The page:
With hand sanitizer in short supply, this London pharmacy made their own

Watching the supply fall and price rise of hand sanitizer, a pair of London pharmacists decided to mix up their own and sell it to customers at cost.

Seeing supply fall and prices rise, they mixed up batches to sell at cost

Pharmacist Samer Serhan said a shortage of hand sanitizer and its key ingredients are causing a shortage in stores and in some cases, price-gouging. (Andrew Lupton/CBC)

It was a situation that didn't sit right with pharmacist Samer Serhan. 

Not only was hand-sanitizer becoming more difficult to find, it was also getting expensive as the coronavirus outbreak got worse. 

He couldn't get it from his supplier at a reasonable price and customers were telling him it was selling in stores for up to $16 for a small bottle. At that price, he was concerned people would leave the useful item on the shelf in the midst of a pandemic. 

"There's a supply issue, you can't find it anywhere," said Serhan, who co-owns TMC Pharmacy at Gainsborough and Hyde Park. "We noticed that where it is being sold, people are trying to make a quick buck out of a tough situation." 

So to fix the situation Serhan and his partner Ennis Obaisi rolled up the sleeves of their lab coats, channelled their inner Walter White and got to work in the lab.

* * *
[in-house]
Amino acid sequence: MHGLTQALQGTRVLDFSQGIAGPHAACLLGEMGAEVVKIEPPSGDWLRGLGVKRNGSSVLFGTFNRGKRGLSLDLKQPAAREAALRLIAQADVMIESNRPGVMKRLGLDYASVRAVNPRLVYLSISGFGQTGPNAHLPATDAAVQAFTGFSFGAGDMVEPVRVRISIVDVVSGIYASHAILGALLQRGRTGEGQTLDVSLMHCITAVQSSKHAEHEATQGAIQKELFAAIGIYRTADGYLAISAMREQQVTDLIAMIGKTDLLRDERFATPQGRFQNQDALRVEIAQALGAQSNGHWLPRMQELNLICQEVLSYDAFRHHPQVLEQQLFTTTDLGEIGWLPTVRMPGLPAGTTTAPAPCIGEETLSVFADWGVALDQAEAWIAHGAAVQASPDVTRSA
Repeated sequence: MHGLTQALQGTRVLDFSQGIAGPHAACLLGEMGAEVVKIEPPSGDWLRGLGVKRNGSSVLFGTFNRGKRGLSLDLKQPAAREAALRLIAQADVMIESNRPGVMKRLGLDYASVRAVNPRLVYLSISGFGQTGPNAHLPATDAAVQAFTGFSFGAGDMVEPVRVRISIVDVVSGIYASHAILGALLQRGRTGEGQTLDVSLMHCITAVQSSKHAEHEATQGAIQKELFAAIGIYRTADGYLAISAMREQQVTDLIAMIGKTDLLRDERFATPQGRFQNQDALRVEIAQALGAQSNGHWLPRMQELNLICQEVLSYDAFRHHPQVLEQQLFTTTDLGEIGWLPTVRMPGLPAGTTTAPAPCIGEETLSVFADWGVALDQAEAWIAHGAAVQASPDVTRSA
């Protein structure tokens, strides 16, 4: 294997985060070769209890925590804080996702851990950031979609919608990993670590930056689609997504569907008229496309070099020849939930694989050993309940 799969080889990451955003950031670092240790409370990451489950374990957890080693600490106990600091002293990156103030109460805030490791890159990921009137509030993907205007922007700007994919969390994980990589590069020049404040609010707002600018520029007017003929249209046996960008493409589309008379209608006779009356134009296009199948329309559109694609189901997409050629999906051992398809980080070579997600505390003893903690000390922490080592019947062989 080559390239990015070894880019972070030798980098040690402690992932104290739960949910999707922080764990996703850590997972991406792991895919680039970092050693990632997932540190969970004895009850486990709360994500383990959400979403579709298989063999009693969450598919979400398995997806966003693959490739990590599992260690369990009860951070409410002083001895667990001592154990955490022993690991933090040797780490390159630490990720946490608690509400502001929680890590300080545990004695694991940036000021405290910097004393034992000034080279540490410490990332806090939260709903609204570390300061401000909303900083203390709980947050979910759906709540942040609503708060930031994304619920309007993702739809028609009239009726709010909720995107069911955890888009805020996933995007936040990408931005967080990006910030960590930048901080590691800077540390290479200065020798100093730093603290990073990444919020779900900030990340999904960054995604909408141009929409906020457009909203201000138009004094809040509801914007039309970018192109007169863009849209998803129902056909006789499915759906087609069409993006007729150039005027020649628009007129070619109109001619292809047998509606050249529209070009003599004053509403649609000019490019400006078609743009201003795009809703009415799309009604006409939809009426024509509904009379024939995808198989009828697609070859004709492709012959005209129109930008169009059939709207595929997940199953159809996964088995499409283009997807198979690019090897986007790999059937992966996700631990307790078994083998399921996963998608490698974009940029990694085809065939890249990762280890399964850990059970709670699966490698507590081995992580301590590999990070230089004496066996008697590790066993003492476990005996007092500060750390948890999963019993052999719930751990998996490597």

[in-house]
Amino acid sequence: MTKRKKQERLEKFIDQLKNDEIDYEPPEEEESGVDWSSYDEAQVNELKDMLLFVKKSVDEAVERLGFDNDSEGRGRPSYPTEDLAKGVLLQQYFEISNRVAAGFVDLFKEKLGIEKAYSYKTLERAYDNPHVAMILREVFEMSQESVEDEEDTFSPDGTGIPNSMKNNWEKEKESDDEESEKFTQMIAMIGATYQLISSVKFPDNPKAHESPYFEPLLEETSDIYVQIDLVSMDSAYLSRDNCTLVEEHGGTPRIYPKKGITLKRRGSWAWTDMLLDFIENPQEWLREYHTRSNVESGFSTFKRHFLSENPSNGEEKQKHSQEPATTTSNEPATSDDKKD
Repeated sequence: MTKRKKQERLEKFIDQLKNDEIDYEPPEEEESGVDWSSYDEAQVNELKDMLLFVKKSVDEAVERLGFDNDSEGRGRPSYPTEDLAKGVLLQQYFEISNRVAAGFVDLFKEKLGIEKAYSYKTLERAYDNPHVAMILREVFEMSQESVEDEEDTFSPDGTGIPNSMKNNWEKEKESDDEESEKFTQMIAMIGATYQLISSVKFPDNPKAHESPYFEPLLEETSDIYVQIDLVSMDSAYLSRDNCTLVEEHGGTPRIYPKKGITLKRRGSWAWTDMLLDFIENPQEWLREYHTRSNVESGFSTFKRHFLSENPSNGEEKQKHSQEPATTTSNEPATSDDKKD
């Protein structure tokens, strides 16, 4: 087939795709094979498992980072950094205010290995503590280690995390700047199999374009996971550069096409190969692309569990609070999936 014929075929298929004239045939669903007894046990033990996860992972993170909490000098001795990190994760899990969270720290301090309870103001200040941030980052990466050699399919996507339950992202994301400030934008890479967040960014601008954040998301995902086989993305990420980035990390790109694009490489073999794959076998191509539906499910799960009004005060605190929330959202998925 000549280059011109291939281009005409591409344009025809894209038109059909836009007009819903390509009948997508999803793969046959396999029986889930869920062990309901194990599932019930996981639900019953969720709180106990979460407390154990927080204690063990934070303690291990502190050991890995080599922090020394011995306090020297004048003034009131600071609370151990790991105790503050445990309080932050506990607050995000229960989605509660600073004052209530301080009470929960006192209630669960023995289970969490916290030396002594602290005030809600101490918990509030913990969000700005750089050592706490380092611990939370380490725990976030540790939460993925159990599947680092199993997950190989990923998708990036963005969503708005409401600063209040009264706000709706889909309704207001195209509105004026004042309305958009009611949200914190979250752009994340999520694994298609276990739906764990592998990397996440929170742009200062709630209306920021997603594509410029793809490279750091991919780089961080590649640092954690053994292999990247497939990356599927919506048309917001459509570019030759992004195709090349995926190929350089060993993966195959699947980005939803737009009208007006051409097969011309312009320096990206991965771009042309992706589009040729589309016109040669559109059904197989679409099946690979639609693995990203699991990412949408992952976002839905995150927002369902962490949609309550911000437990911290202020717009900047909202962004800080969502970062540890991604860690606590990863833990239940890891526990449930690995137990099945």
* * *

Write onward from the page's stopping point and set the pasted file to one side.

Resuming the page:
The pharmacy is selling hand sanitizer mixed on site in these spray bottles for $2.99 a bottle. (Andrew Lupton/CBC)

Using a recipe approved by the World Health Organization, the pair mixed up the following ingedients in their lab:

  • Isopropyl alcohol (rubbing alcohol) at 99 per cent strength. 
  • Glycerine.
  • Peroxide.
  • Distilled water. 

The result was a batch of 30 small spray bottles of virus-killing hand sanitizer. It's the stuff you'd buy at any pharmacy (if you could find it) but without the sticker shock. Their price? $2.99 a bottle. 

"We're selling them at cost," said Serhan. "We're making no money on this. We just wanted to serve the community." 

Serhan says mixing up a batch of effective hand sanitizer doesn't require a chemistry degree. 

"You could technically make this at home, but we have a clean room and a fume hood," he said. 

In order to be effective, the final mix must be more than 70 percent alcohol, said Serhan. 

"Obviously we recommend people use soap and water, but hand sanitizer works when you're on the go," he said.

As word of their lab work got out, Serhan had no shortage of customers. 

"People have been calling and asking for them," he said. "If we could get commercially available hand sanitizer and sell it at cost, we would. We're trying to but it's really hard to come by."

"This is a last resort, and it's a pandemic." 


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